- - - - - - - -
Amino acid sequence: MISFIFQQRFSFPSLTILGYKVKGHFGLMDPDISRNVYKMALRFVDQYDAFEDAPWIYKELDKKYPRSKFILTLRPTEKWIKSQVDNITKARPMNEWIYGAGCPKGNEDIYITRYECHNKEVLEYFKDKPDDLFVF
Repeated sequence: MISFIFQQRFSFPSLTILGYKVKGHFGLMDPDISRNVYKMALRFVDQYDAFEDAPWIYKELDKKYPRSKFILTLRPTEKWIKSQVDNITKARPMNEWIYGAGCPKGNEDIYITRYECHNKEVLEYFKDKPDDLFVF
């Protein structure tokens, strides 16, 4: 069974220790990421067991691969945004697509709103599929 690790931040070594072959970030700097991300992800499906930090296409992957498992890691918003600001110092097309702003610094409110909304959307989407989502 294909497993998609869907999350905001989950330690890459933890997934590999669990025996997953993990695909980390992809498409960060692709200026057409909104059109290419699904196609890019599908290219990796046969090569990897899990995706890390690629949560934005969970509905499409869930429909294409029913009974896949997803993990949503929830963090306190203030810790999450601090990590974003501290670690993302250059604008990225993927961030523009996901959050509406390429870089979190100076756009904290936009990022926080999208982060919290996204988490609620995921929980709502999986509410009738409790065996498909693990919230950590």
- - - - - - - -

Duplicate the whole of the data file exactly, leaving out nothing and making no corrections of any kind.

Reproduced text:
Amino acid sequence: MISFIFQQRFSFPSLTILGYKVKGHFGLMDPDISRNVYKMALRFVDQYDAFEDAPWIYKELDKKYPRSKFILTLRPTEKWIKSQVDNITKARPMNEWIYGAGCPKGNEDIYITRYECHNKEVLEYFKDKPDDLFVF
Repeated sequence: MISFIFQQRFSFPSLTILGYKVKGHFGLMDPDISRNVYKMALRFVDQYDAFEDAPWIYKELDKKYPRSKFILTLRPTEKWIKSQVDNITKARPMNEWIYGAGCPKGNEDIYITRYECHNKEVLEYFKDKPDDLFVF
């Protein structure tokens, strides 16, 4: 069974220790990421067991691969945004697509709103599929 690790931040070594072959970030700097991300992800499906930090296409992957498992890691918003600001110092097309702003610094409110909304959307989407989502 294909497993998609869907999350905001989950330690890459933890997934590999669990025996997953993990695909980390992809498409960060692709200026057409909104059109290419699904196609890019599908290219990796046969090569990897899990995706890390690629949560934005969970509905499409869930429909294409029913009974896949997803993990949503929830963090306190203030810790999450601090990590974003501290670690993302250059604008990225993927961030523009996901959050509406390429870089979190100076756009904290936009990022926080999208982060919290996204988490609620995921929980709502999986509410009738409790065996498909693990919230950590």